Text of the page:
Getting the Best out of an Ivy Bridge HTPC: Windows 8, madVR and More..by Ganesh T S on January 20, 2013 3:00 PM EST
Network Streaming Performance - YouTube
YouTube is one of the most popular video streaming services, and Google maintains a number of encodes for each stream. On platforms supporting Adobe Flash, FLV streams are available at resolutions ranging from 240p to 480p. HTML5 streams are either in WebM (for Firefox) or MP4 / H.264 (for Internet Explorer). WebM streams typically top out at 720p, while MP4 is the preferred format for 1080p. At higher resolutions, Adobe Flash also streams the MP4 version.
As expected, we get GPU acceleration when using Adobe Flash in Firefox on Windows 7. The debug OSD presents the requisite details.
HD YouTube Streaming using Adobe Flash in Mozilla Firefox on Windows 7
Windows 8 has an app for YouTube, 'YouTube Player' which allows for stream quality selection. Just like the Netflix app, there is no direct way to determine if GPU acceleration is being used.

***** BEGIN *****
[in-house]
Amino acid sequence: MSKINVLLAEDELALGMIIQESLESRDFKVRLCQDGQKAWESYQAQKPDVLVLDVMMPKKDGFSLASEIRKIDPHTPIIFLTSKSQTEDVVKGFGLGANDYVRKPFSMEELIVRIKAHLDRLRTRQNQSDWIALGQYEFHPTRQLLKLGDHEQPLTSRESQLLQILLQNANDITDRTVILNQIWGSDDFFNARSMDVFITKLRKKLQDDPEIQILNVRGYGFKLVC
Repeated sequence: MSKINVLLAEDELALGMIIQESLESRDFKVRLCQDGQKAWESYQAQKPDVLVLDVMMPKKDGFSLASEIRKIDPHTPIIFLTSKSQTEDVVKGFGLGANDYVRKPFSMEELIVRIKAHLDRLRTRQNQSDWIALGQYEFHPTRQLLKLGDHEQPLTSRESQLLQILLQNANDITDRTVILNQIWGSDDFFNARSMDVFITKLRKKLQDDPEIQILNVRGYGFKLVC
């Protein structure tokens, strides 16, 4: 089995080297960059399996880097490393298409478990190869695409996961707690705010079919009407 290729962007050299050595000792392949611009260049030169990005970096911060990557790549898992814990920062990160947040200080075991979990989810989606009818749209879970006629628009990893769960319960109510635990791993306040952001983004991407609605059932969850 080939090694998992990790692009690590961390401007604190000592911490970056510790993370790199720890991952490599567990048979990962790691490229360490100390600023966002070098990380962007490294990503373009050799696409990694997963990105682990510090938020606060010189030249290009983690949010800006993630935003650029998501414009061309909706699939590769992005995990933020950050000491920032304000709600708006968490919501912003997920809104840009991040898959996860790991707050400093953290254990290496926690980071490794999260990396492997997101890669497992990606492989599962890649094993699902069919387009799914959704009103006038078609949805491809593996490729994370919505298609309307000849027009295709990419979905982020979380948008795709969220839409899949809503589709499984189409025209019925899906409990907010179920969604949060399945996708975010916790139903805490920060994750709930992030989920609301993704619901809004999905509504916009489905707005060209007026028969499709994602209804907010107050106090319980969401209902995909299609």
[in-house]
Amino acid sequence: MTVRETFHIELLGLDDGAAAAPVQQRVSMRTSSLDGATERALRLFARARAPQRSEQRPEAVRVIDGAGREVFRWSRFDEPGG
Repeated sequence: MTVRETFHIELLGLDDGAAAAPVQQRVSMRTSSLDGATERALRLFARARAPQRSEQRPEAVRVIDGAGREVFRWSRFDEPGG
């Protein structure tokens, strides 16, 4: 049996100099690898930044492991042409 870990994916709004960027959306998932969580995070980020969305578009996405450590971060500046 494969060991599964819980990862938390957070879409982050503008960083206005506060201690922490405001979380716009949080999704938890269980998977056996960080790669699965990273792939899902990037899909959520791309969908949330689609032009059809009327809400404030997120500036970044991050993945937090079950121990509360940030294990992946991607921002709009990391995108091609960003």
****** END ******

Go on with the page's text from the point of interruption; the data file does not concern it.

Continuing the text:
HD YouTube Streaming using the YouTube Player App on Windows 8
We will rely on the power consumption at the wall to determine the efficiency of various ways to stream YouTube videos across different operating systems. Since the matrix of options is quite big, we present the graphs one at a time. All the graphs are on the same scale. Press the button below corresponding to the combination you want to compare the current graph against.
It can be seen that the Windows 8 YouTube Player App wins hands down. The stream being decoded is, in all probability, the 1080p H.264 version. Even when Adobe Flash is being used, Windows 8 seems to be more efficient compared to Windows 7. If you are on Windows, and prefer to use HTML5, it is better to avoid Mozilla Firefox because the WebM version consumes the most power at the wall (due to lack of hardware accelerated decode) while providing only a 720p stream. Once again, if YouTube forms a major part of your HTPC experience, an upgrade from Windows 7 to Windows 8 can be recommended.